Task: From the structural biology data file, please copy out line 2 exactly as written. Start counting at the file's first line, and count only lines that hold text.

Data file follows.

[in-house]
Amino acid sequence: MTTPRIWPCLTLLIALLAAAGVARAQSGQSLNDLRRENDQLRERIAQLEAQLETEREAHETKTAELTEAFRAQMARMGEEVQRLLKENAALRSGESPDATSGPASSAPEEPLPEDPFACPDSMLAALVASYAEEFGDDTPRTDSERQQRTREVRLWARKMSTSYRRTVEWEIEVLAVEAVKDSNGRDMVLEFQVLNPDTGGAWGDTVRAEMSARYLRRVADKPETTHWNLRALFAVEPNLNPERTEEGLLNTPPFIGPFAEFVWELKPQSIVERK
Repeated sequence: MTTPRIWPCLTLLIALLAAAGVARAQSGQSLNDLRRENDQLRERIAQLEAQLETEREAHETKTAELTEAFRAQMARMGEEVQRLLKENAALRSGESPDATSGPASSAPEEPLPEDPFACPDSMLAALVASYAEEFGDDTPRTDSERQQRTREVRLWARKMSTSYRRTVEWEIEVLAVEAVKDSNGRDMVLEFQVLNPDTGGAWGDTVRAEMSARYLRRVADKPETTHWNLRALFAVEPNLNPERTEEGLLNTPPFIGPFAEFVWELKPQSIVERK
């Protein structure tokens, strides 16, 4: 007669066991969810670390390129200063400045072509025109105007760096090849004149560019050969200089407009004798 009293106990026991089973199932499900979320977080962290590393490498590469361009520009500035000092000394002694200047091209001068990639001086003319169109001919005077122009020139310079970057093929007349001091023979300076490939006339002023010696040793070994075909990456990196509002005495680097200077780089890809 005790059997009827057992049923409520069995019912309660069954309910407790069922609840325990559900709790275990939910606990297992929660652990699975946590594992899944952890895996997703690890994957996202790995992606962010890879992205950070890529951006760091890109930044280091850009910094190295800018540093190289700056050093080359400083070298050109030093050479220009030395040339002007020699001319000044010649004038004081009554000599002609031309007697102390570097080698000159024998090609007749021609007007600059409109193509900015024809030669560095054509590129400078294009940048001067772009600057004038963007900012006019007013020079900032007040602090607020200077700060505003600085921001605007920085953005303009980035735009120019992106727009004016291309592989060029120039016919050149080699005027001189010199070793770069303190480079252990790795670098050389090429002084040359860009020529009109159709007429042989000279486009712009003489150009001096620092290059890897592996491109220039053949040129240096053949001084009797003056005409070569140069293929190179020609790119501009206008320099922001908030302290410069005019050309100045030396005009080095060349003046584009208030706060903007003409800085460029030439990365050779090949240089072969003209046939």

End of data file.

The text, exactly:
Amino acid sequence: MTTPRIWPCLTLLIALLAAAGVARAQSGQSLNDLRRENDQLRERIAQLEAQLETEREAHETKTAELTEAFRAQMARMGEEVQRLLKENAALRSGESPDATSGPASSAPEEPLPEDPFACPDSMLAALVASYAEEFGDDTPRTDSERQQRTREVRLWARKMSTSYRRTVEWEIEVLAVEAVKDSNGRDMVLEFQVLNPDTGGAWGDTVRAEMSARYLRRVADKPETTHWNLRALFAVEPNLNPERTEEGLLNTPPFIGPFAEFVWELKPQSIVERK